Sunday, May 29, 2011

Lockheed Martin suffered a virus attack

The defense group Lockheed Martin announced Saturday it had been a "significant" attacks against its computer system on May 21, he claims to have rejected. "With the measures taken timely and appropriate to protect the network and to improve computer security, our systems remain secure," said Lockheed Martin in a statement, which states that "no personal information of customers or staff were affected ".

The group, which did not specify whether he had any suspicions about the origin of the attack, denouncing an operation still "large and fierce." It merely stated that the U.S. authorities concerned were kept informed. THE SPECTRUM OF "CYBER-WAR" This attack has renewed fears of a "cyber war" attacking U.S.

power via computer networks. Lockheed Martin is one of the largest groups in the defense industry in the world with approximately 126 000 employees working on the development and manufacture of various military systems. Through Lockheed, hackers can go after the major aspects of U.S. defense equipment, industrial supplies since the Trident missiles, spy planes P-3 Orion aircraft F-16 fighter and F -22 Raptor, as well as military transport aircraft Hercules C-130.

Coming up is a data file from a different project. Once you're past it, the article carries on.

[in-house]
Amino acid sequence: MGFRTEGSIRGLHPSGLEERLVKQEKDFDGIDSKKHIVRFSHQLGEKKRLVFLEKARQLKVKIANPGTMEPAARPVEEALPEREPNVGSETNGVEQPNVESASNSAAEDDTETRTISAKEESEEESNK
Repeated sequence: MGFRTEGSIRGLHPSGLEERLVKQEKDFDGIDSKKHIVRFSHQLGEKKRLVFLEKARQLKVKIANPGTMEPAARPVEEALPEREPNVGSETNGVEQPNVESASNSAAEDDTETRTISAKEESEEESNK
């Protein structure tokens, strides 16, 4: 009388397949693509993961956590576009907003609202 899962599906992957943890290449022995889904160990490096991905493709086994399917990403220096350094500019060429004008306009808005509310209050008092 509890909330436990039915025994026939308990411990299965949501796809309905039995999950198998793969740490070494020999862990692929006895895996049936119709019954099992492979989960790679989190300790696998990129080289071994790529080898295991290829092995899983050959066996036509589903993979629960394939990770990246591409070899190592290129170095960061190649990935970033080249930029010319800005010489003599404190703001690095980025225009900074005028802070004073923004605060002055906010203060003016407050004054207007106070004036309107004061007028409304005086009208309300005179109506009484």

Lockheed has also announced last week that the U.S. space agency (NASA) has adopted the concept of the Orion capsule to build a spaceship that will take astronauts to distant destinations in space. CHINESE PIRATES According to U.S. media, the vulnerability of Lockheed Martin would be linked to an attack "very sophisticated" announced in March by security firm RSA, which had warned that hackers had penetrated into its systems and retrieve information that might allow them to circumvent the defenses of its customers.

RSA The Security Division of EMC software company. At the time, Republican Senator Susan Collins said that the attack was revealed by RSA showed that "the threat of a catastrophic cyber-attack is real." Lockheed Martin has not provided this weekend on indication of the source of these attacks - unlike Google's Internet group, which in January 2010 had denounced the attack on its systems and immediately blamed China.

The Chinese authorities have denied any involvement. Then, last February, the software company McAfee stated that several oil companies were targeted by computer attacks from China. These revelations were added to the already many suspicions about China and hacking. Last year, a congressional committee accused Beijing of driving attacks "massive" against U.S.

computer systems.

No comments:

Post a Comment